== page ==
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[GreenYes] using solar electricity and solar hot water
Solar electric panels w/a battery backup produce 12V direct current 
which is unsuitable for running high amperage power tools.  Instead 
you would need to 1) buy a <lot> of panels (combining solar and wind 
is ideal a small scale electric system), 2) then have an inverter 
that converts the 12v Direct current to 120 Alternating Current. 
Expensive-even assuming this is not a commercial project.  Your draw 
(amperage) will be high you so will still need to be connected to the 
grid so you can draw down the additional energy when you need it, 
then sell energy back to the grid when you are producing more than 
you are using.  The advantage of this system is you don't need a 
battery bank for storage (which is a pain) . You are using the grid 
as storage as well as back-up. (Besides you need to use excess 
generation to run that meter backwards to justify the expense).

(You might want to consider starting with solar hot water instead of 
solar electricity. It is simple, low-temperature technology and may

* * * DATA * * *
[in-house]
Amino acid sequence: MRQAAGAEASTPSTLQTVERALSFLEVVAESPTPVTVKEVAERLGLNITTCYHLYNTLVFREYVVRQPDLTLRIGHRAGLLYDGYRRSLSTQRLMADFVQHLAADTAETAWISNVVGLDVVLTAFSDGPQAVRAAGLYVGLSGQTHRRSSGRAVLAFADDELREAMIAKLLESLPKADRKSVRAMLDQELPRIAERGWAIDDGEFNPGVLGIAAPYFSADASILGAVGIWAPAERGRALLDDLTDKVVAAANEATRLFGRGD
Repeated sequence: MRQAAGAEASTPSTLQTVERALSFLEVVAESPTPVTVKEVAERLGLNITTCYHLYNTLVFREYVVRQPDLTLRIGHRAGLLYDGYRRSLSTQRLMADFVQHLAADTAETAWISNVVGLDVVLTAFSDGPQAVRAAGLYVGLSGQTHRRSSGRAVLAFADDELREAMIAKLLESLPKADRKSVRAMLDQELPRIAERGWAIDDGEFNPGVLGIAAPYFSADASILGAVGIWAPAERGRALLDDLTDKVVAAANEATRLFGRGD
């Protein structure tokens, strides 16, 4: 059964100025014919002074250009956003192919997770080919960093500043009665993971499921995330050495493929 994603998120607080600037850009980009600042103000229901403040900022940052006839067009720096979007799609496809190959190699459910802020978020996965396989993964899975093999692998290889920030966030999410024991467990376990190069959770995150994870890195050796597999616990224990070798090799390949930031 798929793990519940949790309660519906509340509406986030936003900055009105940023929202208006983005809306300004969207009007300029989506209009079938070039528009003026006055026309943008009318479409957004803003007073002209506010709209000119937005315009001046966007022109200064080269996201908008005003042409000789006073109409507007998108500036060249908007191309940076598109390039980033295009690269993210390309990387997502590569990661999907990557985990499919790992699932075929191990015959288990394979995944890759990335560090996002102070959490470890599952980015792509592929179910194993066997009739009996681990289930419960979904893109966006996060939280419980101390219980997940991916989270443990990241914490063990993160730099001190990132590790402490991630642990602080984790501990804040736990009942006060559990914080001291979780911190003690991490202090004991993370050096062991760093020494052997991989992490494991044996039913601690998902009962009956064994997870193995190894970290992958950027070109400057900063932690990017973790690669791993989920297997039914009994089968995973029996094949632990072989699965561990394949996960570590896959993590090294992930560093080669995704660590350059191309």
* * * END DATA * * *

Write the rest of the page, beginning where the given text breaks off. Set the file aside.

have a better payback. )

Back to solar electricity: I'm a fan of keeping it simple. That is 
use a combo small scale wind/solar/hydro set-up w/ a battery storage 
and using 12V appliances when appropriate.  (although some would 
argue the batteries are not so simple).

So what does appropriate mean?  There are many appliances which are 
well suited to operating at 12V DC.  Just think of how many are 
designed for RVs.  Lights are a good example.  Other appliances can 
be converted.  Even computers.

High amperage appliances (microwaves, power tools, even blow-dryers!) 
are unsafe to operate on direct current- among other system design 
problems. Since you have so many of those items, it's not too 
practical to leave the grid.  That means going with the inverter, 
then you don't have a dual AC/DC system and a bunch of batteries to 
keep around.

Just a hint: The first step to retrofitting a conventional house for 
solar electric is to buy ultra energy-efficient appliances- not the 
refrigerators you buy at Sears. You can start with that.
Linda Christopher,  Program Director
The Materials for the Future Foundation
(415) 561-6530 x15

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